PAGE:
While I'm not going to be as harsh on the film as Frank L., this is a movie that has some great material to work with but was compromised by the director not following through.Characters started speaking English at times which seemed inappropriate (likely because the director thought that viewers would lose interest in reading subtitles through 80% of the film), story threads such as the conflict between the father and son seemed half-baked and not well-developed, etc. etc.And yes, Sandra Oh's inability to speak Cantonese (she flounces through 3 syllables at the beginning of the film, and reverts to English for the rest) puts her at odds with the rest of the characters in her group.In film productions, shots that are not up to standards are marked as CBB, for Could Be Better. This is a film that with more planning and a more coherent vision of how the story arc should work could have been great. Instead, it is marred by things which I'm sure someone winced at including in the final cut.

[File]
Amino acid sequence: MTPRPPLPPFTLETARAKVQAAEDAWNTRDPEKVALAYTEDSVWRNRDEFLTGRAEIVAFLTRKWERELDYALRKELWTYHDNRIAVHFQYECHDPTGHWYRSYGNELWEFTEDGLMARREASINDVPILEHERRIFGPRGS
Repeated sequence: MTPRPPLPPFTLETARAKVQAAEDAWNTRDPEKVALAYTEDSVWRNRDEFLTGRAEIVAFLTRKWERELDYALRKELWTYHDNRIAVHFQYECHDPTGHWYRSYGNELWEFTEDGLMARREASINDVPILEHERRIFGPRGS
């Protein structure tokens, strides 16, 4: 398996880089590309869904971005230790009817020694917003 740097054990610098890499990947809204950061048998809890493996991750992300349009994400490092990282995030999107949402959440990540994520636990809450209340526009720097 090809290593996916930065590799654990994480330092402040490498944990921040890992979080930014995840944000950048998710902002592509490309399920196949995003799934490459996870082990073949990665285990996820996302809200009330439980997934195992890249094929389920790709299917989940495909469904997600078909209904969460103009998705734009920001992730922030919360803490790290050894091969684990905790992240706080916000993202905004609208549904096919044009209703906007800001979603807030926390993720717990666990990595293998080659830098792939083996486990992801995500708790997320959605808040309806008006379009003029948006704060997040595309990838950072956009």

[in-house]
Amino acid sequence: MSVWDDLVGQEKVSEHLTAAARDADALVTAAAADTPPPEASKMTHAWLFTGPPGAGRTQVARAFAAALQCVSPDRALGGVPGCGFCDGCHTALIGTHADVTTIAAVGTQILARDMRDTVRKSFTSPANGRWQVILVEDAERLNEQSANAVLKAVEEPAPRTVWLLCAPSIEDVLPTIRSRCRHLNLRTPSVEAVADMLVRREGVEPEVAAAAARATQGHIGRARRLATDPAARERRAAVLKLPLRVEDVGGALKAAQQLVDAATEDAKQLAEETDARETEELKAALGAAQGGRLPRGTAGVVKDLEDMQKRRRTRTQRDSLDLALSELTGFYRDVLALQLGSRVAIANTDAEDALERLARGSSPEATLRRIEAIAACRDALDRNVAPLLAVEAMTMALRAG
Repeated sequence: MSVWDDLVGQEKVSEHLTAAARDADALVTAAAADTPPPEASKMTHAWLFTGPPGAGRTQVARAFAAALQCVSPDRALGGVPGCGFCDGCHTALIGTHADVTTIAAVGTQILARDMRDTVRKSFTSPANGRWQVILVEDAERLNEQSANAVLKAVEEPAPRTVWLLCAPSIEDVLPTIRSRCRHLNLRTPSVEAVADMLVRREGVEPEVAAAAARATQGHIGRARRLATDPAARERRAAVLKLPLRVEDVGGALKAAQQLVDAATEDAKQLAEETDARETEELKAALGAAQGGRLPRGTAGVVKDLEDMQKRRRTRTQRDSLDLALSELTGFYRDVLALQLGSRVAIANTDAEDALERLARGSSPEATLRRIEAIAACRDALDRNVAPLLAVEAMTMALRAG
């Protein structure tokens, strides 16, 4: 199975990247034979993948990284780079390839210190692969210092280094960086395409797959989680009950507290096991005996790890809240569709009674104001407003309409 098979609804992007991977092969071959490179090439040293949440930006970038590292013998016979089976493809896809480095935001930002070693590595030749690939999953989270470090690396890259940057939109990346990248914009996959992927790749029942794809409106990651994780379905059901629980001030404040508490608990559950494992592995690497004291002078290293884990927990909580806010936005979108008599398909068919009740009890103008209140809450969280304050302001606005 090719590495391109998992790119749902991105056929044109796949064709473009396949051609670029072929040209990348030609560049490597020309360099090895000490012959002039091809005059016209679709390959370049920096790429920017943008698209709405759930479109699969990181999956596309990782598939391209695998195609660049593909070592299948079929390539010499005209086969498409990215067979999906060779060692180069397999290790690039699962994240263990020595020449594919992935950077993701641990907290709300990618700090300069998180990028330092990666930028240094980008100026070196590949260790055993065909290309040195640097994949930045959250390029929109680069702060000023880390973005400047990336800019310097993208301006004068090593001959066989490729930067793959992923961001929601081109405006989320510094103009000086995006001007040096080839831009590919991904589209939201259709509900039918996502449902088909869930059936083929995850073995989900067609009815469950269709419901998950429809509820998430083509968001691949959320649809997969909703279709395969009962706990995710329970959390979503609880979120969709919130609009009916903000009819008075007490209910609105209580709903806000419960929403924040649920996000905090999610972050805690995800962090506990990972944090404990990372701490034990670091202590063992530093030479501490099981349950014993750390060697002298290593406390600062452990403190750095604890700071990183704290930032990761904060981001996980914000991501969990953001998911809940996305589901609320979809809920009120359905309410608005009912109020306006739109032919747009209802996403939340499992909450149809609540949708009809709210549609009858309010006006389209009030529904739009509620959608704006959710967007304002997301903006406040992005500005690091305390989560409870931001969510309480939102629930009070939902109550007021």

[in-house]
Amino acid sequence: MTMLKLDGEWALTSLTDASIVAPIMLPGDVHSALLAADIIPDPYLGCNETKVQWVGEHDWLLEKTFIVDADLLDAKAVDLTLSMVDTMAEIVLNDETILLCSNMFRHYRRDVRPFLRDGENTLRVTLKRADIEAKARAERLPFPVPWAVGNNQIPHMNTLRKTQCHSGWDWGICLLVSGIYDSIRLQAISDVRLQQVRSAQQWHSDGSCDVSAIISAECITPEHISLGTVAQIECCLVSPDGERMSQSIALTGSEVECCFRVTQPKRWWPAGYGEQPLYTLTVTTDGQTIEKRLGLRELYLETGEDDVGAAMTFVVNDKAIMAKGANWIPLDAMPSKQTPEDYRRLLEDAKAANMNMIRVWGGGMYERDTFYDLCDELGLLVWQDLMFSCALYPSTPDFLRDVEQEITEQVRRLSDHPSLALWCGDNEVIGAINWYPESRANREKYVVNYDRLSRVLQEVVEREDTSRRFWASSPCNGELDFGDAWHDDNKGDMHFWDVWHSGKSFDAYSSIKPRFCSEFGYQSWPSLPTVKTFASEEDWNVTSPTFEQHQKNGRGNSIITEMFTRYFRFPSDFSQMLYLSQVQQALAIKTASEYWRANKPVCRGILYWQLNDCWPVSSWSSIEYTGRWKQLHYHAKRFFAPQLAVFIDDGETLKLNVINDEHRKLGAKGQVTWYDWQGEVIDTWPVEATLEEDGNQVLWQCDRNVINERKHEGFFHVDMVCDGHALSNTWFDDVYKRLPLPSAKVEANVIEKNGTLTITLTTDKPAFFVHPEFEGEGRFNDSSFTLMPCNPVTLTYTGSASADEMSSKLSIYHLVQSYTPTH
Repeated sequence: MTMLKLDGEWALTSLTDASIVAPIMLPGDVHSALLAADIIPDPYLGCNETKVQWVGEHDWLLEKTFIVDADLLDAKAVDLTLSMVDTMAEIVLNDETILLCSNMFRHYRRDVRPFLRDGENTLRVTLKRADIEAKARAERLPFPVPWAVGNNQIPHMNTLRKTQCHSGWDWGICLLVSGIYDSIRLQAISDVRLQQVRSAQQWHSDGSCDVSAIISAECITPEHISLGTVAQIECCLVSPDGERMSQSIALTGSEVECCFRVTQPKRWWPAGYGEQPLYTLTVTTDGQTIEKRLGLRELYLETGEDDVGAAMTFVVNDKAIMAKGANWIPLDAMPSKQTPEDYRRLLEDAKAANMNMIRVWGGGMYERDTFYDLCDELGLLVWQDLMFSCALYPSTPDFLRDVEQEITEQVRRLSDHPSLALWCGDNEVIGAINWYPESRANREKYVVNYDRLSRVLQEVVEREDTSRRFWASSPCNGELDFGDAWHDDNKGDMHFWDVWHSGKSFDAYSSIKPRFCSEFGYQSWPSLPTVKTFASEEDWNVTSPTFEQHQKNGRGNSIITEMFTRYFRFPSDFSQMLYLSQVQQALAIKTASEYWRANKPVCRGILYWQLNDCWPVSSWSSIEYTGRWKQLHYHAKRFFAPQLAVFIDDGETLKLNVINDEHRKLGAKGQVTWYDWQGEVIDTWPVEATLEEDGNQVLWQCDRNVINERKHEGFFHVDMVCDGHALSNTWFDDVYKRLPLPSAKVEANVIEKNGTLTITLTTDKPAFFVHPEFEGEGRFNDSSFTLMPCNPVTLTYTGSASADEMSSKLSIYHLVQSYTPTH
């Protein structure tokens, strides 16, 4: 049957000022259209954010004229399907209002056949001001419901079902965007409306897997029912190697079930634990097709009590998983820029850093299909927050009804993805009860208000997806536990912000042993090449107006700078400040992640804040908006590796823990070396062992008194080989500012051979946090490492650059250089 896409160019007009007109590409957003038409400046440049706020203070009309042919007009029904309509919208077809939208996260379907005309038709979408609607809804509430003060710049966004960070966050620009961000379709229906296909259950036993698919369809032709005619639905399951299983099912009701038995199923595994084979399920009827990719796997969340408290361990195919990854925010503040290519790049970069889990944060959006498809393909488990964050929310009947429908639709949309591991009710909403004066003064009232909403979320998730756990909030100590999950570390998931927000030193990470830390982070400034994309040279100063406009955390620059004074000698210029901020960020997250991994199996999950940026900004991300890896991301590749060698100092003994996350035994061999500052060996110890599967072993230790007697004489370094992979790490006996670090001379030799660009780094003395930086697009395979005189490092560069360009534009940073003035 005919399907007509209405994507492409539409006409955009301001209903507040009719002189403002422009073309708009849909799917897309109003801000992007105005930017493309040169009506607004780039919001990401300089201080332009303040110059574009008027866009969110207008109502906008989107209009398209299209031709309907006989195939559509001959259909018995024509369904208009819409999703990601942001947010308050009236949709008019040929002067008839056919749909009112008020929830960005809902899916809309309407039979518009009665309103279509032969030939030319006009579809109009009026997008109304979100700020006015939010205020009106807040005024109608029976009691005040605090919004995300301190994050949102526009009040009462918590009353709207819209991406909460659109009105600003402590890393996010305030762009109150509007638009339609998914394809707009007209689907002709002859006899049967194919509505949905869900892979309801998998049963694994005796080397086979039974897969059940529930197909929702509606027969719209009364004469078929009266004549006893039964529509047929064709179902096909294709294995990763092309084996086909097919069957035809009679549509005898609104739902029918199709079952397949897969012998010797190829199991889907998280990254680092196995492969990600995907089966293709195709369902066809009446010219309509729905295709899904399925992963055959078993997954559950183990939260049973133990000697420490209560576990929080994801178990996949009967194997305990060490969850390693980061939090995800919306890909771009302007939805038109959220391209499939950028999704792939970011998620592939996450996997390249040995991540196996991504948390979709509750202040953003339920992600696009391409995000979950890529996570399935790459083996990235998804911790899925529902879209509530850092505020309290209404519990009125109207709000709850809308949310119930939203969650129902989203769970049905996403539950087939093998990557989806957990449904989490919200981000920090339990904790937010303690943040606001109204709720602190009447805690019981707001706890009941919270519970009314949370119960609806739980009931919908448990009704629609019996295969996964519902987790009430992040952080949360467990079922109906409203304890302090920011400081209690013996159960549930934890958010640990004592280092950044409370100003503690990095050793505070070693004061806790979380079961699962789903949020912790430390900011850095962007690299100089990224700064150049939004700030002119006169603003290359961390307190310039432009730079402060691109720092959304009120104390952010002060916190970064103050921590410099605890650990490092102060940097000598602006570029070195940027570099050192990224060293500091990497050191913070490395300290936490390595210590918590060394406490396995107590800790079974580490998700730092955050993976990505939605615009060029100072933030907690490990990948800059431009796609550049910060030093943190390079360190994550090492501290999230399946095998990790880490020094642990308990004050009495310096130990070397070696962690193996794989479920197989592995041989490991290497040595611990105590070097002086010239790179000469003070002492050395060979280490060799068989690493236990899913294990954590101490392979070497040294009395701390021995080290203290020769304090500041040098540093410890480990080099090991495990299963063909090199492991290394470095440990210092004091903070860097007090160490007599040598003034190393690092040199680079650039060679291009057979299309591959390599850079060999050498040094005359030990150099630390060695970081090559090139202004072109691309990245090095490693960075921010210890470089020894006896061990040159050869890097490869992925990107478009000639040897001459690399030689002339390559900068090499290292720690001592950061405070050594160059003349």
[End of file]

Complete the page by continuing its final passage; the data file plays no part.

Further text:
Be warned--I cannot discuss this film without SPOILERS--so, consider this your friendly:****SPOILER ALERT****I picked up the DVD of this film--translated "Fogi is a Bastard"--having never heard of it and knowing nothing about it short of the cover plot description. This is usually a recipe for disaster and confirms my late Grandmother's favorite saying--"A fool and his money soon parted." And after reading some of the previous user comments you would thing that would be the case. But I think some of these people are wrong, wrong, wrong about this one. "Fogi" is one of the most stunning, mesmerizing and sexy, yet profoundly disturbing films I have ever seen about all-encompassing, unrequited love. The fact its main character is a homosexual 16-year-old boy only adds to the power of the picture.Played by the youthful and disarmingly attractive Vincent Branchet, Beni is a young schoolboy who falls under the spell of Fogi (Frederic Andrau), the lead singer of a local Swiss rock band. After he writes Fogi a love/fan letter, Fogi invites Beni to his apartment where they begin a puppy love affair with terrific, mutually satisfying sex. For Fogi, of course, it's just a casual, fun fling with a groupie he knows will do anything for him. For Beni, it's the real thing, a love so strong with sex so powerful you can literally feel the love and devotion for this guy taking over this young boy's soul to the point that nothing else in life matters beyond being with Fogi, whether it's in bed or tending to his every need. Fogi returns the favor by getting the poor kid hooked on drugs, leaving him alone for days on end and abusing him emotionally and mentally. Things begin to spiral out of control in this dangerous relationship when the band's gigs dry up and Fogi leaves town to make money by selling drugs, leaving Beni to mope around the apartment like an abandoned housepet. When Fogi finally returns, Beni is ecstatic--think of a military wife welcoming her husband home from war--but something is terribly wrong with Fogi, who has become hopelessly addicted to heroin and becomes increasingly abusive and cruel to his young lover in an attempt to get him to leave--which Beni refuses to do. Fogi then begins to literally treat Beni like a dog--having him crawl around the apartment naked, wear a dog collar, eat like a dog, sleep curled up on the floor like a dog, being washed like a dog. When this doesn't get rid of the kid, Fogi figures he might as well make money off of him and starts pimping him out to old gay men in the neighborhood, which Beni gladly does since, after all, he's in love.All of this, of course, leads to an appropriately tragic ending for Fogi, but on a hopeful note for Beni. The real power of this film lies in the last bit of dialog, where Beni actually believes he didn't love this jerk enough to save him from the inevitable and literally apologizes for not doing enough to save him! "Fogi is a Bastard" is one of the most truthful and appropriate titles to a film I have ever seen. And I can't say enough about the actors, especially Vincent Branchet who is so brave an actor he puts his young American counterparts to shame. This is a role in which he could easily look foolish yet he pulls it off--you understand what he does because he shows the depth of his irrational love. And Frederic Andrau also shines as Fogi--who really is a bastard. Kudos to director Marcel Gisler, who films all this in an ultrarealistic manner and manages to make a nearly one-set film unclaustrophobic. Ironically, I watched this film the day after watching "Attack of the Clones," which was one of the most joyless and mindless mishmashes I have ever seen. There may not be much joy in "Fogi," but at least it will make you think, and may scare a few teens into thinking twice about getting involved in inappropriate relationships with adults. **** (out of *****)